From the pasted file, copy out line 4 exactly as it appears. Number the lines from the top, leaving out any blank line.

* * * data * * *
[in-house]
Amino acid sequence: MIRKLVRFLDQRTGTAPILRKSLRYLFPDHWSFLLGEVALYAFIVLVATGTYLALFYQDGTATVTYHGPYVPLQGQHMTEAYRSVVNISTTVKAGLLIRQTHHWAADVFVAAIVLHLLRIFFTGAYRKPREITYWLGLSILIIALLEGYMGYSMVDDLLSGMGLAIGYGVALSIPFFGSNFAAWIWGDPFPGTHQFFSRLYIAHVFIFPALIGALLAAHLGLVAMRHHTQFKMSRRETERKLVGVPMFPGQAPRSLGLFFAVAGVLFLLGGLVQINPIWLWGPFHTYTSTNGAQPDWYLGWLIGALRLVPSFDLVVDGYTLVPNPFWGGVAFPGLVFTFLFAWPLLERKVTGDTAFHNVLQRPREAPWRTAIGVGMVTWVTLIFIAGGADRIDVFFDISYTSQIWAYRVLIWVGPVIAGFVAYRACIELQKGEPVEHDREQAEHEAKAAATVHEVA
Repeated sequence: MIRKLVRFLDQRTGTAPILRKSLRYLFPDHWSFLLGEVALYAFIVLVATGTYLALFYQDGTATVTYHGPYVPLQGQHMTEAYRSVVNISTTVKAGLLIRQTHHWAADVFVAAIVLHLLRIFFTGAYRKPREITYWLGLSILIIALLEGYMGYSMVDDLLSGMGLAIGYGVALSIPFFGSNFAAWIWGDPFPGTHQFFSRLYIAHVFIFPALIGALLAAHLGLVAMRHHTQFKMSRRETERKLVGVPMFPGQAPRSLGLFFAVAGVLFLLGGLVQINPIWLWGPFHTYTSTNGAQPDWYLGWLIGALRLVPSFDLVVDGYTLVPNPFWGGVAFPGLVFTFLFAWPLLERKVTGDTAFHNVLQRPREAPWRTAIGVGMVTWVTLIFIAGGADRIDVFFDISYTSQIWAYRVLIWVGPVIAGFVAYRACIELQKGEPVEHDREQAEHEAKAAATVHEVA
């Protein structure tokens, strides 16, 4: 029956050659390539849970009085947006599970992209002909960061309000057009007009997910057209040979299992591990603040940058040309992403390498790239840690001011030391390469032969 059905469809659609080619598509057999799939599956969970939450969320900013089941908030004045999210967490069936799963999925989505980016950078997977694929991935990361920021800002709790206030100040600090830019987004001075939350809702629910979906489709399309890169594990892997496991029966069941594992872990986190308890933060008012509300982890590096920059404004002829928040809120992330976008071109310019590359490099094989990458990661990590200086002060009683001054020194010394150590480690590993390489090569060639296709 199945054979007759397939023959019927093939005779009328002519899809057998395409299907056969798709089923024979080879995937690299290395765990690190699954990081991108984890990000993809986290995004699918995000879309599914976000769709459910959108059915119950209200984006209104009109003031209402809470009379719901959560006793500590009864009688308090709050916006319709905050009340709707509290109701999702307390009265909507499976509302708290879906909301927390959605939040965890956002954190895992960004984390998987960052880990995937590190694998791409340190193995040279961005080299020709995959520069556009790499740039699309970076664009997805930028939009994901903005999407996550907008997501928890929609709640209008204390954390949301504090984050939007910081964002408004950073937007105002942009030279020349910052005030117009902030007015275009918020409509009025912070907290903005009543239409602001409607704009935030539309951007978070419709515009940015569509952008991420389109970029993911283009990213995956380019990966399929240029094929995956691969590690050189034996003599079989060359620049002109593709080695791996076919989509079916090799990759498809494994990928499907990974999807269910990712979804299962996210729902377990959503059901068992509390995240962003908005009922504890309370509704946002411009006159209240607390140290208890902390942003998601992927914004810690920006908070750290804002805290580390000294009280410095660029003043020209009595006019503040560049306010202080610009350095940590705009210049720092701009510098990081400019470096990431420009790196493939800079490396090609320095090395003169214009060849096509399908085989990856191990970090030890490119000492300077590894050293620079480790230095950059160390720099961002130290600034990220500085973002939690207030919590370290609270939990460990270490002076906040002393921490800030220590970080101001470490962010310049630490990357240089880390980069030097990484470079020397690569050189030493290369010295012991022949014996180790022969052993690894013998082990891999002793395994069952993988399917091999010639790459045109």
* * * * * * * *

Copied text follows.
């Protein structure tokens, strides 16, 4: 029956050659390539849970009085947006599970992209002909960061309000057009007009997910057209040979299992591990603040940058040309992403390498790239840690001011030391390469032969 059905469809659609080619598509057999799939599956969970939450969320900013089941908030004045999210967490069936799963999925989505980016950078997977694929991935990361920021800002709790206030100040600090830019987004001075939350809702629910979906489709399309890169594990892997496991029966069941594992872990986190308890933060008012509300982890590096920059404004002829928040809120992330976008071109310019590359490099094989990458990661990590200086002060009683001054020194010394150590480690590993390489090569060639296709 199945054979007759397939023959019927093939005779009328002519899809057998395409299907056969798709089923024979080879995937690299290395765990690190699954990081991108984890990000993809986290995004699918995000879309599914976000769709459910959108059915119950209200984006209104009109003031209402809470009379719901959560006793500590009864009688308090709050916006319709905050009340709707509290109701999702307390009265909507499976509302708290879906909301927390959605939040965890956002954190895992960004984390998987960052880990995937590190694998791409340190193995040279961005080299020709995959520069556009790499740039699309970076664009997805930028939009994901903005999407996550907008997501928890929609709640209008204390954390949301504090984050939007910081964002408004950073937007105002942009030279020349910052005030117009902030007015275009918020409509009025912070907290903005009543239409602001409607704009935030539309951007978070419709515009940015569509952008991420389109970029993911283009990213995956380019990966399929240029094929995956691969590690050189034996003599079989060359620049002109593709080695791996076919989509079916090799990759498809494994990928499907990974999807269910990712979804299962996210729902377990959503059901068992509390995240962003908005009922504890309370509704946002411009006159209240607390140290208890902390942003998601992927914004810690920006908070750290804002805290580390000294009280410095660029003043020209009595006019503040560049306010202080610009350095940590705009210049720092701009510098990081400019470096990431420009790196493939800079490396090609320095090395003169214009060849096509399908085989990856191990970090030890490119000492300077590894050293620079480790230095950059160390720099961002130290600034990220500085973002939690207030919590370290609270939990460990270490002076906040002393921490800030220590970080101001470490962010310049630490990357240089880390980069030097990484470079020397690569050189030493290369010295012991022949014996180790022969052993690894013998082990891999002793395994069952993988399917091999010639790459045109």